The last couple of months have seen a revival of activity in the mutual fund industry. I’m talking here of individual investors and equity products aimed at them. From August to December, investors had only pulled out money from equity funds and not put in any fresh funds on a net basis. In the new business situation created by the elimination of entry loads by SEBI, fund companies, too, had seemed unsure of how the business would work. Over time, another set of regulatory changes have ensured that all the marketing and other expenses incurred in launching a new fund have to be borne by the fund company and cannot be charged as issue expenses from the investors’ money.
Over the last two months, a couple of things have changed. One, investors have started investing money into funds again. And second, just as importantly, fund companies have finally started pitching existing funds to investors. Since its very inception, the primary way of getting investors to put money in mutual funds has been to launch new funds. New funds were easy to market because of a number of reasons. One, much of the cost could be passed on to investors. Two, track record didn’t matter. And three, new features could be invented (sector, theme etc) which could serve as a mostly-spurious product differentiator from existing funds. Like any consumer product, this product differentiation gave the marketing and sales people something to create an exciting story around.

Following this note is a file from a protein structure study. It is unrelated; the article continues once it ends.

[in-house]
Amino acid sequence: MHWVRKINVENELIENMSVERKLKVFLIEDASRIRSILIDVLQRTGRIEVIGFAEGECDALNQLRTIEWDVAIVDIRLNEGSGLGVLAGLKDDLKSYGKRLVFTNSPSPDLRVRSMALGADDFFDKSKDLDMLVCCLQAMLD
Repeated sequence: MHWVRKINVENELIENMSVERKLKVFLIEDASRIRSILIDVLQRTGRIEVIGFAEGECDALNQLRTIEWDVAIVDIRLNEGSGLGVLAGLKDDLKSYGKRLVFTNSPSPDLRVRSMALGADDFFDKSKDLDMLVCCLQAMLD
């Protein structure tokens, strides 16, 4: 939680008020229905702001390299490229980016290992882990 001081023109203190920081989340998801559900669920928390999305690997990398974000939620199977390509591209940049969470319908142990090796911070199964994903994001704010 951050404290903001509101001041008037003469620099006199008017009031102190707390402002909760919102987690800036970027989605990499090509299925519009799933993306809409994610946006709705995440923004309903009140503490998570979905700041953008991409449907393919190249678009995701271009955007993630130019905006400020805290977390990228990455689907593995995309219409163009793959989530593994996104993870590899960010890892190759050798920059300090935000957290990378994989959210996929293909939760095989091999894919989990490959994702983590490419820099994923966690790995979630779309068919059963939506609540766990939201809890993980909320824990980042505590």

Now, one by one, all these reasons have fallen by the wayside. As I’d explained earlier, cost cannot be passed on to the investor. Another regulatory change has been that SEBI has finally become tougher about approving new funds. Apparently, fund companies now have to work hard to prove that a new fund is fundamentally different from existing ones. The result is that new fund approvals are hard to come by.
The result is that fund companies have now started actively marketing existing funds. If you pay any attention to recent mutual fund advertising, you will mostly see older funds being advertised on the basis of their track record. While this process is only now beginning, one can be certain that it will eventually bring about a sea change in Indian mutual funds, the biggest being that actual fund performance will start mattering a lot more.
Funds with a good track record will attract assets and those with poor track record will not. There are still many variables left, mostly about how well will investors be able to evaluate performance, but nonetheless, I think one can safely say that the time when new funds were the dominant vehicle for fund investing is behind us.